Whether constructing oversized concrete barges or gigantic tank complexes, Bouygues Travaux Publics takes on the most complex technical challenges to make energy production and storage possible. The N’Kossa barge, launched in 1995, made a lasting impression thanks to the design and construction feats required to create the largest floating hydrocarbon production unit in the world at that time. More recently, the gas tanks at the Dunkirk LNG terminal have given rise to one of the largest industrial projects in France.
Among the special features of the construction of these infrastructures is the need for safety, which is similar to that of nuclear facilities, and also the need to protect the environment, which requires exemplary practices right from the design phase. As a pioneering, rigorous and innovative company, Bouygues Travaux Publics is able to meet the many challenges involved.
Design-build of three liquefied natural gas tanks
The LNG terminal now on the Dunkirk coastline comprises three tanks measuring 90 metres in diameter and 50 metres high. The construction of these three giants was one of the largest projects in Europe, making this site a truly international and strategic gas hub. Designed and built by Bouygues Travaux Publics and Entrepose Projets, the tanks store liquefied natural gas brought in from LNG methane carrier ships at very low temperatures (- 160°C), regasify it and then inject it into the French and Belgian networks. The walls of these tanks are made of pre-stressed concrete, 80 centimetres thick and produced on site. The interior of the tanks under construction is lined with a skin of cryogenic steel plates and they are topped by gigantic 700-tonne domes that were put in place by increasing the air pressure inside the tanks. Particular attention was paid to the preservation of the coastal environment, especially during nesting periods.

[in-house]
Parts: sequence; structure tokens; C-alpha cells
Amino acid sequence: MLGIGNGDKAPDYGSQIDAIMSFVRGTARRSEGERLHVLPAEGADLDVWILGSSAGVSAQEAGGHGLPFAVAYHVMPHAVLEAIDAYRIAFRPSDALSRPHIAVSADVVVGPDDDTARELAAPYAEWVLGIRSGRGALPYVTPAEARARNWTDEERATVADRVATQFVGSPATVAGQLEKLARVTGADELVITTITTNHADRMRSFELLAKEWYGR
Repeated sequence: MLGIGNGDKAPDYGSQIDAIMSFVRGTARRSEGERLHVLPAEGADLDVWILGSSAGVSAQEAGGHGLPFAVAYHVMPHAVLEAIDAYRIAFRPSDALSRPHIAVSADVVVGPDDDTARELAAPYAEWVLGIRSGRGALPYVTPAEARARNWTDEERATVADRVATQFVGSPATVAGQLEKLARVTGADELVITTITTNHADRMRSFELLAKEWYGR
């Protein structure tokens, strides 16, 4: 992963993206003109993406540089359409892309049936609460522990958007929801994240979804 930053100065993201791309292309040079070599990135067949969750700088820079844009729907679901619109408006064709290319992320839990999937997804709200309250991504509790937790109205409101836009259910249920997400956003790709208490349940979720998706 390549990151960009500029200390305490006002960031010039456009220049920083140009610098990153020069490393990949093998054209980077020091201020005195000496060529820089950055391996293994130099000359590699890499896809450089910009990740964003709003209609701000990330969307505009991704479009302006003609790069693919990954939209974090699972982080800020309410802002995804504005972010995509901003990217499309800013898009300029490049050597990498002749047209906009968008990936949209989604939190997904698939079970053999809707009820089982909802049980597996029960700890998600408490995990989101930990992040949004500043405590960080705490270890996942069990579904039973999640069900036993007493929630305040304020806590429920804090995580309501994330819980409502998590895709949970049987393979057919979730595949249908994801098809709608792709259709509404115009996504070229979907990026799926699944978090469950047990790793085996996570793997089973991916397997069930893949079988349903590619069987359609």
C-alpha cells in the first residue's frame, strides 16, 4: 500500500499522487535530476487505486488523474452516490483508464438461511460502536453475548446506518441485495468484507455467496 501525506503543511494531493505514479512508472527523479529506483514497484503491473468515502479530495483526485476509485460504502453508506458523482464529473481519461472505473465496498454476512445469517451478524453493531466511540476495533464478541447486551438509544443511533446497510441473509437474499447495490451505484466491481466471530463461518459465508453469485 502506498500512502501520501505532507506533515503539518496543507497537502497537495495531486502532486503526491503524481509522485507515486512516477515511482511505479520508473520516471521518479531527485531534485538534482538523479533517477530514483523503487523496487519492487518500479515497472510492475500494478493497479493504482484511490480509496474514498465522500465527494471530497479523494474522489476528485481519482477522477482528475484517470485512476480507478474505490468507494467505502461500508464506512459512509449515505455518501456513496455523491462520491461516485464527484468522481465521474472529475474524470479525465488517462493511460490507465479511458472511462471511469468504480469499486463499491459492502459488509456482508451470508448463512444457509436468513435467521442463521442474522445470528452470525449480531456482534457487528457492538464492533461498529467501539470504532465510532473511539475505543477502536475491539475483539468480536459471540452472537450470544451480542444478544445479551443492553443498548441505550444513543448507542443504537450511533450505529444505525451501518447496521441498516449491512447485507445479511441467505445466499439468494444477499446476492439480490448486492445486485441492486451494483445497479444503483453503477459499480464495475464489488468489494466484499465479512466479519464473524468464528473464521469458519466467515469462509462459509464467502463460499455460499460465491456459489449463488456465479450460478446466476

Design, construction and delivery of a pre-stressed concrete barge for a hydrocarbon production unit
When it left the port of Marseille, where it was built, in the spring of 1995, the N’Kossa barge was the largest pre-stressed concrete barge in the world. A technical feat that required a year and a half of engineering studies and eight months of construction works. Custom-designed to accommodate the world’s largest floating hydrocarbon production unit, it is anchored at a depth of 170 metres off the coast of the Republic of Congo. Its design called for innovative approaches and methods never used in this context before. Some were inspired by the containment systems used in nuclear power plants, others by shipbuilding, all to ensure the safety and watertightness of the structure, particularly with regard to collisions on the outer hull, as well as its durability in the marine environment for a theoretical period of 30 years.